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Department of Orthopedic Surgery

Day in the Life of a Fourth-Year

Master
Content

Michael Moghimi, M.D.

Fourth year of residency is all about honing your operative skills and becoming [a] true upper level resident. You have more autonomy in the OR and expectations are higher. You are responsible for not only becoming a better surgeon, but also to teach the more junior residents the basics of orthopedic surgery. During fourth year, we rotate through Texas Children's Hospital, the Michael E. DeBakey Veterans Affairs Medical Center and Ben Taub Hospital's trauma center. We also spend time at Shriners Hospital for Children and on the spine service. You are the main operating resident at the MEDVAMC and Texas Children’s, and at Ben Taub you and the third year residents have your own rooms. At Ben Taub you no longer see emergency room consults or do much clinic, so your job is to do as many cases as possible in order to get more efficient and comfortable.

I am currently on service at Shriners Hospital, one of Baylor College of Medicine's many affiliated hospitals. I usually get to work between 6:30-7 a.m., depending on how many patients I need to round on, and leave by 4 p.m. It is a lighter rotation because the cases are more complex, so the inpatient volume per resident is no more than three to four patients. It is a great and unique experience to see rare pediatric pathology. The resident work force there consists of the PGY-4 BCM resident; PGY-4 The University of Texas Medical School at Houston resident; PGY-4 Texas A&M Health Science Center College of Houston resident; and a PGY-2 resident from Methodist Hospital. So it’s a fun opportunity to work with residents from different programs. Cases are split evenly, as are clinic duties. At Shriners Hospital we have pre-op conference every Monday and journal club every Tuesday. You still attend the normal BCM lecture curriculum on Wednesday and grand rounds on Friday.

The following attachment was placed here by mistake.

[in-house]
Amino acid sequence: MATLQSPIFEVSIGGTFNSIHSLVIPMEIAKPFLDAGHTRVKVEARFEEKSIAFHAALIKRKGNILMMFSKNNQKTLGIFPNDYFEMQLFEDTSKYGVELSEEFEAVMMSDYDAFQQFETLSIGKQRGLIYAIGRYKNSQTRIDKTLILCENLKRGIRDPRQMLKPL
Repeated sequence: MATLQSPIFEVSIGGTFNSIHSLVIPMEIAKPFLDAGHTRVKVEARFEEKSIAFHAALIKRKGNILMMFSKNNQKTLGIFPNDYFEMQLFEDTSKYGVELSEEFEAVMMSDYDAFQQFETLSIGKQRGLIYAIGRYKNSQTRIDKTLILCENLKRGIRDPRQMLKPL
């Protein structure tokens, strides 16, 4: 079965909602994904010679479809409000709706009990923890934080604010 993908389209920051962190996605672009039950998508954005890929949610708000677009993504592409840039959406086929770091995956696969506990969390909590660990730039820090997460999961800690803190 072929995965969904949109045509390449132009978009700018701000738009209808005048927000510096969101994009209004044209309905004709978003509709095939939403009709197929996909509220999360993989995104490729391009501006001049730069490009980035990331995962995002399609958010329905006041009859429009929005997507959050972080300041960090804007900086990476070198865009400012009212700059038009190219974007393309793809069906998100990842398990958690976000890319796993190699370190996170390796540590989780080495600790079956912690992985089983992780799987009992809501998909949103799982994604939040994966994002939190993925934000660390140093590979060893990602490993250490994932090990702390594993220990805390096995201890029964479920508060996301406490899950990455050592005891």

While at the MEDVAMC and Texas Children’s, I am on the general call schedule. This means primary call q7 with some backup calls scattered in. It is rare to be called in on backup, but it is a necessity those few times. We cover Texas Children’s, the MEDVAMC, St. Luke's, and Methodist when on general call, so on a bad night it can be pretty hectic. However, most nights the business slows down in the early morning, and I can usually catch a couple of hours of sleep, which makes a huge difference. While at Shriners Hospital you take in-house call there. [It’s a] light call [with] basically only answering a few calls. There is no ER, so no consults. Lastly, while at Ben Taub or spine rotation you are in the Ben Taub call pool (Q4), which means you operate, operate, and then operate some more.

Overall, fourth year is a great year. One is comfortable and confident operating in the OR alone or as the primary surgeon, and much of what we learn along the way all starts to make sense.